Train Conductor Fall from Tank Car; Reconstruction of Safety Appliance Location

A train service employee fell from a tank car while attempting to dismount the car. Repairs were made to the car prior to position of the safety appliances (sill step) being measured.  ESi performed a 3D scan of the car and reconstructed the original position of the sill step at question, showing that it was within the allowable FRA regulatory requirements.

A train conductor was working in a rail yard as part of a switching crew. During their switching activities the conductor needed to cross over a storage track of rail cars to reach an adjacent track. The conductor attempted to cross over a tank car using the end platform of the car. The conductor alleged that they fell while climbing down the tank car when placing their foot in the sill step of the car. No one witnessed the incident and the conductor radioed for help at which point he was transported by ambulance to the hospital.

A local mechanical department employee inspected the tank car and determined that the sill step needed to be adjusted; however, no measurements were made of the sill step to determine if it’s position on the car complied with FRA regulations regarding its position on the car (such as relative to the sides and end of the car).

ESi was asked by counsel for the railroad to address the issues raised by an expert hired by the conductor and to inspect and analyze the subject railcar to determine if the sill step was in compliance with FRA safety appliance regulations.

ESi reviewed the depositions of the conductor who fell and other people working in the yard at the time of the incident. There were no witnesses to the fall and no measurements of the safety appliances were made prior to the tank car being sent to the repair track. The railroad did take photographs of the tank car immediately after the conductor fell which showed the position of the sill step in question prior to adjustment.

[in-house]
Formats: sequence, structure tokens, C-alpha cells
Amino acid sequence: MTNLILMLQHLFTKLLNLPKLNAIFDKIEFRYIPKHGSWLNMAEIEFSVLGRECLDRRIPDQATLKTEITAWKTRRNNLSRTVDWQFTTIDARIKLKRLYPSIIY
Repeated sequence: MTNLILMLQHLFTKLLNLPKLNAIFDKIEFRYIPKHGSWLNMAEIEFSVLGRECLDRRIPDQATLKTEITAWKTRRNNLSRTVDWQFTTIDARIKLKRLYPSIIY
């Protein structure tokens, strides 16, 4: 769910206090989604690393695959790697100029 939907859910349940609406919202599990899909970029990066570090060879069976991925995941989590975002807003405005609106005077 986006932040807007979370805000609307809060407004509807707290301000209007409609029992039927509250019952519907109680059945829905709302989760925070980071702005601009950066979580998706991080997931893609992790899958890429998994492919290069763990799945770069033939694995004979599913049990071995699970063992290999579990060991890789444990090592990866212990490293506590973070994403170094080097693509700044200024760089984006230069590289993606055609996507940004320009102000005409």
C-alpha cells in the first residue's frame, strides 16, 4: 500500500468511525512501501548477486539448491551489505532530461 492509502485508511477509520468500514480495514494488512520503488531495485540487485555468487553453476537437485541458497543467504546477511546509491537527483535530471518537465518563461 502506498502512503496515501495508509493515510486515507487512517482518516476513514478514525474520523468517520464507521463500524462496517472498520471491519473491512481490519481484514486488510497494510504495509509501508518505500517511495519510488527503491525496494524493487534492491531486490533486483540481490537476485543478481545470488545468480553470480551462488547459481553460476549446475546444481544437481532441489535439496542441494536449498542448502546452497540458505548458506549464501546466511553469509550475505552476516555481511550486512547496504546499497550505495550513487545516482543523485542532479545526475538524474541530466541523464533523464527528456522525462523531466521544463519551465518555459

ESi inspected the tank car in question and performed a FARO scan of the entire car with a focus on the safety appliances. A digital model of the tank car was created from the FARO scan and the original photograph taken immediately after the incident was overlaid onto the digital model. The sill step was then digitally “bent” until it matched the sill step in the photograph. The original dimensions of the sill step were then measured and demonstrated that the sill step complied with the FRA safety appliance regulations.

The opposing expert’s report alleged several other defects on the tank car in question including the securement of other safety appliances. The FARO scan data allowed ESi to show that this was not the case and that the other defects alleged were in compliance with FRA Safety Appliance Standards. Without the FARO scan data this may not have been possible as detailed inspection and measurement generally focus on the part in question. 

ESi’s investigation and analysis evaluated the entire tank car in question and determined the sill step in question was bent inward but, within the allowable range of FRA Safety Appliance Standards. The case settled shortly after the ESi report and analysis were disclosed. 

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